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Lawyer or boss?

Law firm leaders have to juggle two roles

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Woody Fowler was immersed in a high-profile case when he
became CEO of Williams Mullen. Photo by Rick DeBerry

Calvin “Woody” Fowler took over as president and CEO of the Richmond-based law firm Williams Mullen  on April 1, literally two days after the first of several lawsuits was filed seeking to keep his client, Sweet Briar College, from shuttering its doors.

Instead of spending his first few months as CEO focusing on strategic plans and his vision for the firm, Fowler was working seven days a week, sometimes as long as 16 hours a day. As lead trial and appellate attorney on the case, Fowler argued before the Supreme Court of Virginia.

While representing the college, he made time to visit a few of Williams Mullen’s 11 offices, dine with clients and speak at a youth awards banquet for the nonprofit Richmond Sports Backers. (The Sweet Briar case ended with a settlement that will allow the school to remain open through at least next another year with a new president and board of directors and a badly needed infusion of money.)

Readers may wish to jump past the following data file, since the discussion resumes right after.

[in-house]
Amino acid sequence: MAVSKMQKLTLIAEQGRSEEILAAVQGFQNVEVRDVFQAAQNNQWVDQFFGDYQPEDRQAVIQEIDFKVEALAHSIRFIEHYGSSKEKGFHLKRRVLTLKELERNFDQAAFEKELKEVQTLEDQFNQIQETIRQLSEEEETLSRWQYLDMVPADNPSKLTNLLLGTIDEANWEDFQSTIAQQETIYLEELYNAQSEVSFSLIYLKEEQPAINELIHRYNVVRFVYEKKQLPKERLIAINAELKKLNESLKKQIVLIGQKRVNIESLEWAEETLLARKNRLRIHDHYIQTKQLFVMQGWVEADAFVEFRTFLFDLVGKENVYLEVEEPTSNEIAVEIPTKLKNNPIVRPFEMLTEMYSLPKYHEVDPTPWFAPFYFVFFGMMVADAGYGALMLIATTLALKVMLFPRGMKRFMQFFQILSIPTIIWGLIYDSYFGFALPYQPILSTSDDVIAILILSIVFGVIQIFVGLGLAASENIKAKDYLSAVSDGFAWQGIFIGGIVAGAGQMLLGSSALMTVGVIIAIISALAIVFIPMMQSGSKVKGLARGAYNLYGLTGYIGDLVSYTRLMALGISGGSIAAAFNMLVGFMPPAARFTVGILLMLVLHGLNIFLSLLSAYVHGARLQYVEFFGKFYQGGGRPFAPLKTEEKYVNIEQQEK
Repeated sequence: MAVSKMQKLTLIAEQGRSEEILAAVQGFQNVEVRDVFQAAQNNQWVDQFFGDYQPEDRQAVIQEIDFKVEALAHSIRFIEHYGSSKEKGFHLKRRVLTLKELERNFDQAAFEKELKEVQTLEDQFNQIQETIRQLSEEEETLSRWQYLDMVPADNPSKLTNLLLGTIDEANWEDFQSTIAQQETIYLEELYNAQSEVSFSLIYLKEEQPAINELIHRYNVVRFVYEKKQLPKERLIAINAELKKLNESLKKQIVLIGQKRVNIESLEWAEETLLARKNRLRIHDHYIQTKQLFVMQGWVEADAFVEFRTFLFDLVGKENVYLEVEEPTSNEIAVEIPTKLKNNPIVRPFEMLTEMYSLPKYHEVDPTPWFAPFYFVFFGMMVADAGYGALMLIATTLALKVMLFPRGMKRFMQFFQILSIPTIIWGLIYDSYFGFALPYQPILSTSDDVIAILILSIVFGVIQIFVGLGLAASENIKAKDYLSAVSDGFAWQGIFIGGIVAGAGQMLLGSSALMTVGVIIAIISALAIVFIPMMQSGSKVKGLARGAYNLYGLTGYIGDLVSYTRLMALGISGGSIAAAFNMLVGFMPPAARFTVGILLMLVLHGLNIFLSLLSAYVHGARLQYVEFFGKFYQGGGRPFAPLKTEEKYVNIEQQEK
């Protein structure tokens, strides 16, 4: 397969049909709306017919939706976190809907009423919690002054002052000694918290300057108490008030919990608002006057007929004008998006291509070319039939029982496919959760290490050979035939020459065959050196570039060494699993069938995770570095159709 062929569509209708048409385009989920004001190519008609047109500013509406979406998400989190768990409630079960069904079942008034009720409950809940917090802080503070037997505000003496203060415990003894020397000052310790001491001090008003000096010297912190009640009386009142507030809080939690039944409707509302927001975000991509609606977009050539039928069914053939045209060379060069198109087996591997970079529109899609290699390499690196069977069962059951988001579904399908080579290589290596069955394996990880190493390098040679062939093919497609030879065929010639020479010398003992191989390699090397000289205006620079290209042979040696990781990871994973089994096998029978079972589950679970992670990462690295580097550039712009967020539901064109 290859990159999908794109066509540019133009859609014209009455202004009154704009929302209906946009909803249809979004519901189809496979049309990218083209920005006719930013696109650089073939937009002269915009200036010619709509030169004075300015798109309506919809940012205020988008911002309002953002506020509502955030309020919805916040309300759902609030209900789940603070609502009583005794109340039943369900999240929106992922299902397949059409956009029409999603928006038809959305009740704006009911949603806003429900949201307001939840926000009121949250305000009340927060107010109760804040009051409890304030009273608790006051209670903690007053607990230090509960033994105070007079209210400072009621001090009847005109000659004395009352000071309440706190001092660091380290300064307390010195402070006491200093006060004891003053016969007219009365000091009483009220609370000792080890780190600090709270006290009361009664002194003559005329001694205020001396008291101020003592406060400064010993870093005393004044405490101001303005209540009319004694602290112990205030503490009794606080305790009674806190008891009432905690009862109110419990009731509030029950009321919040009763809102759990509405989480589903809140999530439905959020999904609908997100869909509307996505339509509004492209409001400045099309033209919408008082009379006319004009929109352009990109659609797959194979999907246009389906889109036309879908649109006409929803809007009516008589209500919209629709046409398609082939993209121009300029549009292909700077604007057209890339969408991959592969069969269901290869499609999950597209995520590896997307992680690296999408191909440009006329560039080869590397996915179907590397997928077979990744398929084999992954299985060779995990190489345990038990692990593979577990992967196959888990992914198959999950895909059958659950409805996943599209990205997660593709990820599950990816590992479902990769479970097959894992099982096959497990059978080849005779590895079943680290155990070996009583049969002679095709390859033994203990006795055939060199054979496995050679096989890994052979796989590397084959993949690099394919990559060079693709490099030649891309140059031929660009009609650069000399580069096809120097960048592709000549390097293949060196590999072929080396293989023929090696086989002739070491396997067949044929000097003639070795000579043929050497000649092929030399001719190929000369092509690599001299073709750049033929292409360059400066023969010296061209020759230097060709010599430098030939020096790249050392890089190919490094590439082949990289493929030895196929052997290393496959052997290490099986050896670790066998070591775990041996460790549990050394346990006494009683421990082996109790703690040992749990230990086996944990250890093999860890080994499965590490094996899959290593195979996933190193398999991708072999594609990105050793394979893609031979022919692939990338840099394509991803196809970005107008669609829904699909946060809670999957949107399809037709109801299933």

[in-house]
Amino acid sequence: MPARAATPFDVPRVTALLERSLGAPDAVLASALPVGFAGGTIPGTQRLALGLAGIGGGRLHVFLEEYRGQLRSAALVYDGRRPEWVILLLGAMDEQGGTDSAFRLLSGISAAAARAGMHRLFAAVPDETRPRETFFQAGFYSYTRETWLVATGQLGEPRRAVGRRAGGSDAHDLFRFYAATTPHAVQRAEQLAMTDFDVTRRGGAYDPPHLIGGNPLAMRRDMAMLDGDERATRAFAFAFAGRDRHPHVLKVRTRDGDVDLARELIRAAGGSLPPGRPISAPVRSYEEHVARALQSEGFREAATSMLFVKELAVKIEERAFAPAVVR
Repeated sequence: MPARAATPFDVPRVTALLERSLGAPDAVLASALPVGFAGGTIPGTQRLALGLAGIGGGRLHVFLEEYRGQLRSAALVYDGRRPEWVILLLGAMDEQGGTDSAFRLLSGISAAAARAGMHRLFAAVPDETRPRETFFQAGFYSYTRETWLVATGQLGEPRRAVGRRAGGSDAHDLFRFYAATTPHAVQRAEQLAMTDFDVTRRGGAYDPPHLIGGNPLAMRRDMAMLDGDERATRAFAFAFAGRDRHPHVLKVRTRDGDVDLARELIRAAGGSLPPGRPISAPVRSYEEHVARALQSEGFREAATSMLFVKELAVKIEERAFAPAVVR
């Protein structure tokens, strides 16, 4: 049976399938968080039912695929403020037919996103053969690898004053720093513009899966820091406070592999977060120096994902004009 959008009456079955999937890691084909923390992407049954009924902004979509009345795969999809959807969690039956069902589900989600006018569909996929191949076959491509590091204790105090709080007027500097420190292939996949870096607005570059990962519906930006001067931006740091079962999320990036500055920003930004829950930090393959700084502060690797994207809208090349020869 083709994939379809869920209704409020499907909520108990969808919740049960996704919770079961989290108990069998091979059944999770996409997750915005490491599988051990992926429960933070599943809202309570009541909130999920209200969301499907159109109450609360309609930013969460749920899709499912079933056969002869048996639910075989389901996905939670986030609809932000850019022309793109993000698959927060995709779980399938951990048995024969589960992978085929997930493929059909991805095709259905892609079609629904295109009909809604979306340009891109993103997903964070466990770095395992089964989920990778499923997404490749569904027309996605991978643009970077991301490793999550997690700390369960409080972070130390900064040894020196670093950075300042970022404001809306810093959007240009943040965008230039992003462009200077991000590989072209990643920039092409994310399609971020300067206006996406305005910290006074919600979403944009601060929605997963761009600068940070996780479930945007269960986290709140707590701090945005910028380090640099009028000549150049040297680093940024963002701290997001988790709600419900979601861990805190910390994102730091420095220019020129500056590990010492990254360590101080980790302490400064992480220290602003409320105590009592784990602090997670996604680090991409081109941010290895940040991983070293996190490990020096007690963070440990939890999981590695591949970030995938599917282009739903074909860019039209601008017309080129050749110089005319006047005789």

Fowler’s experience is an example of how managing partners and CEOs of law firms must balance the demands of practicing law with their leadership roles. “It was just a matter of spending a lot of time at the office, frankly,” Fowler says. Most law-firm leaders split their time almost evenly between duties related to managing their firms and taking on busy caseloads, representing their own clients.

“I wouldn’t have taken the job if it had meant giving up my practice for management,” says Monica Monday, managing partner of Roanoke-based law firm Gentry Locke. “I love to practice law … That’s just an important part of who I am.”
Monday, who became managing partner in 2013, heads the firm’s appellate practice group. She estimates that she’s argued five cases in the past year and filed numerous briefs.

“It’s very difficult to tell other people to stroke if you’re not raising the paddle yourself,” says William “Bill” Van Buren III, managing partner of Norfolk-based Kaufman & Canoles. “That really puts a lot of strain on most law firm leaders because many times you feel like you have to work just as hard and bill just as promptly and market just as effectively as you ask anybody else to do in the firm all while you’re dealing with complex business and management issues that are constantly challenging you and demanding your attention.”